MULTAN, Pakistan - According to US special envoy for Afghanistan and Pakistan, Richard Holbrook, Taliban leaders on high level are showing interest in talks with the U.S. backed Afghan government.
“What we’ve got here is an increasing number of Taliban at high levels saying, ‘Hey, we want to talk,” Holbrook says. It is believed to be the result of intensified NATO and Pakistan Army’s military campaign against the militant groups. The list of the groups seeking an alternative to the military operations includes the Afghan Taliban, Pakistan Taliban, Haqqani Network, Hezb-e-Islami, Lashkar-e-Taiba and al Qaeda.
Holbrook cautions that the war in Afghanistan cannot be compared to the wars in Vietnam or Bosnia because in Afghanistan there are no single or clear issues that can be brought to the peace talk table. He says there is no “Ho Chi Minh and no Slobodan Milosevic” but there is a “widely dispersed group that we roughly call the enemy”.
The enemy Holbrook refers to is not operating under normal war ethics and is engaged in gorilla type warfare. So what we have here is a bunch of dysfunctional groups who may or may not share the same objectives, but what they all have in common is their hatred for the West.This hatred extends to the allies of the western nations, whom they perceive to be the enemy of Islam and Muslims.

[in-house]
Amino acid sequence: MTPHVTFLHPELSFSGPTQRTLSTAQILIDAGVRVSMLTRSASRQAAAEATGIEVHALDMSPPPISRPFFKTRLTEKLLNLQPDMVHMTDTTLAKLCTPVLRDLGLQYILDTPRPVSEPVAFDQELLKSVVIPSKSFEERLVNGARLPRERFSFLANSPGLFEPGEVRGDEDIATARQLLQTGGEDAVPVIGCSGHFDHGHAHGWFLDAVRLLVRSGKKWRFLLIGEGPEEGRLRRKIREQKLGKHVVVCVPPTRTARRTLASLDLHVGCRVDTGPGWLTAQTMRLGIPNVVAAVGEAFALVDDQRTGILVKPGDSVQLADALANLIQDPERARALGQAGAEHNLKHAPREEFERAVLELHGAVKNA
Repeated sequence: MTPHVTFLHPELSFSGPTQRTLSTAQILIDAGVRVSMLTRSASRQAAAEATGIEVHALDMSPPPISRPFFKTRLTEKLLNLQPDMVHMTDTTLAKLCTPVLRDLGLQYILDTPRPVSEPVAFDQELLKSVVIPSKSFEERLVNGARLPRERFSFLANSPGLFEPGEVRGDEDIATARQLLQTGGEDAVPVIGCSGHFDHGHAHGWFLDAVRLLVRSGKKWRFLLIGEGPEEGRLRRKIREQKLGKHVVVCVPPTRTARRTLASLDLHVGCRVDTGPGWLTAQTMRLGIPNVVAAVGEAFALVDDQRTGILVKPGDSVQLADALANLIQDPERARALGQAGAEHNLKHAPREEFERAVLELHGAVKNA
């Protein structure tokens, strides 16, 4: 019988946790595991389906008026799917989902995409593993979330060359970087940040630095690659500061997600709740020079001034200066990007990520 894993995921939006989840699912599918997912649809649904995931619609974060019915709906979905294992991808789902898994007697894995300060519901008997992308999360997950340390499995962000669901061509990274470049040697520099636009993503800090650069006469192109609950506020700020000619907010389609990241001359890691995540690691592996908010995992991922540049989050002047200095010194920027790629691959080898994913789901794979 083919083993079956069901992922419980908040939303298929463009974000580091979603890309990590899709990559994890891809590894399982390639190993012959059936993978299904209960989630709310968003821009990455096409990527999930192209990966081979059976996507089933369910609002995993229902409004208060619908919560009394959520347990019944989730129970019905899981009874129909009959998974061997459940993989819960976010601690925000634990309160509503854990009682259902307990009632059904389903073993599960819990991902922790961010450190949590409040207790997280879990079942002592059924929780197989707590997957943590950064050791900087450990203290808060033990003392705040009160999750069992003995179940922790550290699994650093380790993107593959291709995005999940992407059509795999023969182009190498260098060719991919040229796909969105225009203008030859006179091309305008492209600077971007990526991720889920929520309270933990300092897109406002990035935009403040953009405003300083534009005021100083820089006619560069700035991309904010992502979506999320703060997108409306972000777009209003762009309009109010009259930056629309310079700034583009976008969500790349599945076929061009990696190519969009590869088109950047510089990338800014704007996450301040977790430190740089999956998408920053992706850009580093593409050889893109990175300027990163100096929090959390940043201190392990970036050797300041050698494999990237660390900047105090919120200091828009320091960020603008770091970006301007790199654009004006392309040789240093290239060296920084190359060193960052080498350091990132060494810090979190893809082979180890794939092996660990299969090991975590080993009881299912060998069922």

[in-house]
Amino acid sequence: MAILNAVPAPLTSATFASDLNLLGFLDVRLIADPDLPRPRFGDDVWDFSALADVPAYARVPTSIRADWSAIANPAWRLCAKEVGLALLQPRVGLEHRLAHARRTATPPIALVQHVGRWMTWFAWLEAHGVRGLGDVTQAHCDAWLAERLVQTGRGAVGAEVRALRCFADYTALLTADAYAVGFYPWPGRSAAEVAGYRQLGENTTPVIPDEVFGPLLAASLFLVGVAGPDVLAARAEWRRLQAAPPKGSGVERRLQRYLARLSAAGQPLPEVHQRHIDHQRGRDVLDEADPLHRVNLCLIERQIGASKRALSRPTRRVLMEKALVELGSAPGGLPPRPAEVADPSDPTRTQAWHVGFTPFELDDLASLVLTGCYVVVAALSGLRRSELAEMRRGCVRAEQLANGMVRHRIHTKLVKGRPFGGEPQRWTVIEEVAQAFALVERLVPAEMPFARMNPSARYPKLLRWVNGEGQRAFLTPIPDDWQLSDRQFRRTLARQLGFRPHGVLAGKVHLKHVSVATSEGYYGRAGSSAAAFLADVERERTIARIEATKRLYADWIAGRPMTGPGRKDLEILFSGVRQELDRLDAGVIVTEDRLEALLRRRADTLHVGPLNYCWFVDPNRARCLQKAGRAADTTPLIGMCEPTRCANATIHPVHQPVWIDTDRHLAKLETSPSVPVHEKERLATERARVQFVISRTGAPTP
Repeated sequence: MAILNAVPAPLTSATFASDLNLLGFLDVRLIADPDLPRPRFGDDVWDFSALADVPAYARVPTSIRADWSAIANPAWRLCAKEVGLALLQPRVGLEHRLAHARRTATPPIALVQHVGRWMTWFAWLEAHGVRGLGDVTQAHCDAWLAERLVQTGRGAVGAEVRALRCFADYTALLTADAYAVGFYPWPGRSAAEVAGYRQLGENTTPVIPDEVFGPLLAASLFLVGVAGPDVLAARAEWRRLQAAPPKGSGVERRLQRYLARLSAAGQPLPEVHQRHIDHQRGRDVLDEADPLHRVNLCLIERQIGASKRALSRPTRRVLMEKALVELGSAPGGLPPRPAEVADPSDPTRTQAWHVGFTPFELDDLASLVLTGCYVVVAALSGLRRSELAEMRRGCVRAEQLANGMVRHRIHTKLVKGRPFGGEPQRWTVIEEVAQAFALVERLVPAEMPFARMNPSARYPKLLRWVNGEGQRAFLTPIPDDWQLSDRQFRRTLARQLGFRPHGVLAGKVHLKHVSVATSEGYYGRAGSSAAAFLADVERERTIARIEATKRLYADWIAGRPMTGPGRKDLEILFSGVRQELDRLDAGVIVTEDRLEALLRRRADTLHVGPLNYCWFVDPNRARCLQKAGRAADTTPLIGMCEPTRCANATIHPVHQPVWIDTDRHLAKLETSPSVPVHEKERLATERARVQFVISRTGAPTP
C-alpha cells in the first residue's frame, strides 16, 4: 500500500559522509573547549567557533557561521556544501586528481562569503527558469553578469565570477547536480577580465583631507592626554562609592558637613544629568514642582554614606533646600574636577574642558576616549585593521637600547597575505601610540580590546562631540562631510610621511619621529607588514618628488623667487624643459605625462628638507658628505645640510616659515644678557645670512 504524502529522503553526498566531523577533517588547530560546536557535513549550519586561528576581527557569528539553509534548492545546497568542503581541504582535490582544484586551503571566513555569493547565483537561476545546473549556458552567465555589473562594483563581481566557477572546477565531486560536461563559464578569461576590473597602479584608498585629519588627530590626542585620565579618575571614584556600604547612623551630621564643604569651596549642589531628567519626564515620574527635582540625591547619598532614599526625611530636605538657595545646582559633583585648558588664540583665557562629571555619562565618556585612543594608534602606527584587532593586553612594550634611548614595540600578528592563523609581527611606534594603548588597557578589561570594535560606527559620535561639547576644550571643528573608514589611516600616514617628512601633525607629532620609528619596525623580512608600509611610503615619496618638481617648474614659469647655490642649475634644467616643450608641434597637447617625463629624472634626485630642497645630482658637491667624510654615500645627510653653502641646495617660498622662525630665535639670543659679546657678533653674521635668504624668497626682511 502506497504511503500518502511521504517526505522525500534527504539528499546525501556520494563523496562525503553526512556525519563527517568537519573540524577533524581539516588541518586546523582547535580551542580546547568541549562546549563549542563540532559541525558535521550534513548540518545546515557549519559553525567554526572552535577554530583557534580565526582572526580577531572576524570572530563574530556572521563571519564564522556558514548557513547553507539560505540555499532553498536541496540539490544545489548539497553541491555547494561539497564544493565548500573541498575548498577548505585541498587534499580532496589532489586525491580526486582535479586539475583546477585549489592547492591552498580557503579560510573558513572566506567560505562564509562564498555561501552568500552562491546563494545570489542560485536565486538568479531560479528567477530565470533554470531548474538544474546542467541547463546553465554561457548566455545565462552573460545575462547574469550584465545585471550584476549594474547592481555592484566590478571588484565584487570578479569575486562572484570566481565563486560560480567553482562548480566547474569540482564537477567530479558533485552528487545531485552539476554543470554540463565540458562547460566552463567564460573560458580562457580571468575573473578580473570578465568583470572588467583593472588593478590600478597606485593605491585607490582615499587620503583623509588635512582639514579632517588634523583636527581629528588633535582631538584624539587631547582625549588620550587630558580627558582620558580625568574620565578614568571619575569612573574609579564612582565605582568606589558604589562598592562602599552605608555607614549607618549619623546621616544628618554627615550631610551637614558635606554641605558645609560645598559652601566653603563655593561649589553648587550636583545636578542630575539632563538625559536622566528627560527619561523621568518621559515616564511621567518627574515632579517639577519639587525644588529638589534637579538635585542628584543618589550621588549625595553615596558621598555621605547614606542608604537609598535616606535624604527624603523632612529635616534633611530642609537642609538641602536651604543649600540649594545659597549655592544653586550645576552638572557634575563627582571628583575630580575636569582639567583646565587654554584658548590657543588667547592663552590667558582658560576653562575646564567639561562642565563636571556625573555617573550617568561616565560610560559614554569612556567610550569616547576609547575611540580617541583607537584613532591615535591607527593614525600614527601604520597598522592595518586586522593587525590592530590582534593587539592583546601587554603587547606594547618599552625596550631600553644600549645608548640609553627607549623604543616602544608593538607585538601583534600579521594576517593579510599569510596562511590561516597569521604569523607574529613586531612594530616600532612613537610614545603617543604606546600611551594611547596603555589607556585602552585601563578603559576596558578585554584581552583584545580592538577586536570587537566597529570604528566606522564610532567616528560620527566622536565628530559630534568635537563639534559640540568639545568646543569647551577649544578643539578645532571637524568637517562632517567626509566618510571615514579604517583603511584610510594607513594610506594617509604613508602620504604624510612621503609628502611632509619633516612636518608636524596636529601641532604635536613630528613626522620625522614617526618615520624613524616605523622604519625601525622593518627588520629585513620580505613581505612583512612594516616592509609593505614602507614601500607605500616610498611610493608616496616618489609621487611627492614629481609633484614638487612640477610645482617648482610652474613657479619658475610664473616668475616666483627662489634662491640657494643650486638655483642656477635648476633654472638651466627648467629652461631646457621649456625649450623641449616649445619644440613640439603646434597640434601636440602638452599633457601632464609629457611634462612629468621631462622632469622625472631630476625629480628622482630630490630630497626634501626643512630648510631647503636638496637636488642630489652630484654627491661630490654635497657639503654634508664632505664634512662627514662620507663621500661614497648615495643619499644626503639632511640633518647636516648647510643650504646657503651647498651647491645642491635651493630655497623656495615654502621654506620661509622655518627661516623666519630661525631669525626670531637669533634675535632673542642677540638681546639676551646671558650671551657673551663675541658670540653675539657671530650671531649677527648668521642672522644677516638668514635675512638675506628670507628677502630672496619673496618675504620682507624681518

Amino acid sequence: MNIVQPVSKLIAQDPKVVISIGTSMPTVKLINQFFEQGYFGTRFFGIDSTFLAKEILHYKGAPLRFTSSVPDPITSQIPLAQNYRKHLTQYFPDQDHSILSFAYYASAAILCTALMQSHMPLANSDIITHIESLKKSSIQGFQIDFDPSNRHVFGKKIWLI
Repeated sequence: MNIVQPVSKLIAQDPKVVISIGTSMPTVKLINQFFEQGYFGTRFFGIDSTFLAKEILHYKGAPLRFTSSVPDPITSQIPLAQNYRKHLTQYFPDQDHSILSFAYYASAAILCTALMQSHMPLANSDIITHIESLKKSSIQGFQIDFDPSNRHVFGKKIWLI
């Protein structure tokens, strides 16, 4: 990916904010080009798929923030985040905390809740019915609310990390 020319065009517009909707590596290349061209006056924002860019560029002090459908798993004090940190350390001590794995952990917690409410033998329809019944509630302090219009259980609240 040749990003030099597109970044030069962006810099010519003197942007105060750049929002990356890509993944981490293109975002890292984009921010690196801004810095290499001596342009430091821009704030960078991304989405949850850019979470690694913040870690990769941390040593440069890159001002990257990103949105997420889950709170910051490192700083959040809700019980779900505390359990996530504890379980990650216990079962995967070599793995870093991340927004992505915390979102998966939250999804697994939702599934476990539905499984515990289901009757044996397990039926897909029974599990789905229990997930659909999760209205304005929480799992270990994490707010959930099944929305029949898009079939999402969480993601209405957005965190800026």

These beliefs are shared by militant groups in Pakistan as well as in Afghanistan. The rugged border of Afghanistan and Pakistan is most favorable for carrying out terrorist activities. Both sides of the border provide safe haven for these groups as they can move freely between the two countries. This makes the military type war against these militant groups difficult.
Maybe that is reason that Holbrook believes that the war cannot be won militarily and that “some kind of political element to this is essential.”
We are waiting for the solution to this problem and whatever it takes to restore peace in this region of the world. The people of Pakistan are wary of the unrest and civilian blood spilled in the name of religion as these militant activities have extended to places of prayers and sacred shrines.